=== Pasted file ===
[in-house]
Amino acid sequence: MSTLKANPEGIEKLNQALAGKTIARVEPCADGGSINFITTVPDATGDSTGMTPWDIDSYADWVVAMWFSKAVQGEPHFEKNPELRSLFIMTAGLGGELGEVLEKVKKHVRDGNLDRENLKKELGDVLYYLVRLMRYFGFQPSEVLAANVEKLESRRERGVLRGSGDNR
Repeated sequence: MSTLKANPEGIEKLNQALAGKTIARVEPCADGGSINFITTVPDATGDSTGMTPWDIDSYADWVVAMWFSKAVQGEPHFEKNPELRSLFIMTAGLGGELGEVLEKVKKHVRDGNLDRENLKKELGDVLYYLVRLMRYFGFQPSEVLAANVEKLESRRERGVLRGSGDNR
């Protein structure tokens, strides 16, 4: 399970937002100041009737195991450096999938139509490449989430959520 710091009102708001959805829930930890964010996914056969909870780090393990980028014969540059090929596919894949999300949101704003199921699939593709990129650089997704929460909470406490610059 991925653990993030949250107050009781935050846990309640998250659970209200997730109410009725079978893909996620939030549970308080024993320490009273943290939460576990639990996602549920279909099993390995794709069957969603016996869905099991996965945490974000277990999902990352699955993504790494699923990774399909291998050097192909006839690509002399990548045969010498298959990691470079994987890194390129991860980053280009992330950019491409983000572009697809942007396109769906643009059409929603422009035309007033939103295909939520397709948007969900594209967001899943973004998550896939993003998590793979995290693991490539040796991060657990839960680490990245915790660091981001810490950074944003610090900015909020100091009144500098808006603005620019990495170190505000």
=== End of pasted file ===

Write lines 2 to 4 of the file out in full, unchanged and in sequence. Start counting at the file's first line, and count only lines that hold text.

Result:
Amino acid sequence: MSTLKANPEGIEKLNQALAGKTIARVEPCADGGSINFITTVPDATGDSTGMTPWDIDSYADWVVAMWFSKAVQGEPHFEKNPELRSLFIMTAGLGGELGEVLEKVKKHVRDGNLDRENLKKELGDVLYYLVRLMRYFGFQPSEVLAANVEKLESRRERGVLRGSGDNR
Repeated sequence: MSTLKANPEGIEKLNQALAGKTIARVEPCADGGSINFITTVPDATGDSTGMTPWDIDSYADWVVAMWFSKAVQGEPHFEKNPELRSLFIMTAGLGGELGEVLEKVKKHVRDGNLDRENLKKELGDVLYYLVRLMRYFGFQPSEVLAANVEKLESRRERGVLRGSGDNR
């Protein structure tokens, strides 16, 4: 399970937002100041009737195991450096999938139509490449989430959520 710091009102708001959805829930930890964010996914056969909870780090393990980028014969540059090929596919894949999300949101704003199921699939593709990129650089997704929460909470406490610059 991925653990993030949250107050009781935050846990309640998250659970209200997730109410009725079978893909996620939030549970308080024993320490009273943290939460576990639990996602549920279909099993390995794709069957969603016996869905099991996965945490974000277990999902990352699955993504790494699923990774399909291998050097192909006839690509002399990548045969010498298959990691470079994987890194390129991860980053280009992330950019491409983000572009697809942007396109769906643009059409929603422009035309007033939103295909939520397709948007969900594209967001899943973004998550896939993003998590793979995290693991490539040796991060657990839960680490990245915790660091981001810490950074944003610090900015909020100091009144500098808006603005620019990495170190505000």